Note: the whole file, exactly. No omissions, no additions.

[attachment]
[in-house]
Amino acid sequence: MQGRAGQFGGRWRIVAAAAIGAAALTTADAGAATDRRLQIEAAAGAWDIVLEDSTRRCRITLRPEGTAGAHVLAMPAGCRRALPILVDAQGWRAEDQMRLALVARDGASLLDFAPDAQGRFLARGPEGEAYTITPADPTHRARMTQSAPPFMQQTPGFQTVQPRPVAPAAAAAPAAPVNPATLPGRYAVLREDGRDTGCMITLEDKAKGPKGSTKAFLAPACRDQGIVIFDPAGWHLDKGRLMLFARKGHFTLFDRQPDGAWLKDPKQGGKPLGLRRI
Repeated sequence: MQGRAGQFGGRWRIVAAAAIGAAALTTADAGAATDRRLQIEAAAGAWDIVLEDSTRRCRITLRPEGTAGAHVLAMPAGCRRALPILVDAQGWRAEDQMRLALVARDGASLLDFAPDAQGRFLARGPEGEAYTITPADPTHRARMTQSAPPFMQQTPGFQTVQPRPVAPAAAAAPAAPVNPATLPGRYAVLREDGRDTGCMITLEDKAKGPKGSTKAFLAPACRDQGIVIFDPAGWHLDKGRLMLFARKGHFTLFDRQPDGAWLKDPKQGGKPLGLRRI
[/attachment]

[in-house]
Amino acid sequence: MQGRAGQFGGRWRIVAAAAIGAAALTTADAGAATDRRLQIEAAAGAWDIVLEDSTRRCRITLRPEGTAGAHVLAMPAGCRRALPILVDAQGWRAEDQMRLALVARDGASLLDFAPDAQGRFLARGPEGEAYTITPADPTHRARMTQSAPPFMQQTPGFQTVQPRPVAPAAAAAPAAPVNPATLPGRYAVLREDGRDTGCMITLEDKAKGPKGSTKAFLAPACRDQGIVIFDPAGWHLDKGRLMLFARKGHFTLFDRQPDGAWLKDPKQGGKPLGLRRI
Repeated sequence: MQGRAGQFGGRWRIVAAAAIGAAALTTADAGAATDRRLQIEAAAGAWDIVLEDSTRRCRITLRPEGTAGAHVLAMPAGCRRALPILVDAQGWRAEDQMRLALVARDGASLLDFAPDAQGRFLARGPEGEAYTITPADPTHRARMTQSAPPFMQQTPGFQTVQPRPVAPAAAAAPAAPVNPATLPGRYAVLREDGRDTGCMITLEDKAKGPKGSTKAFLAPACRDQGIVIFDPAGWHLDKGRLMLFARKGHFTLFDRQPDGAWLKDPKQGGKPLGLRRI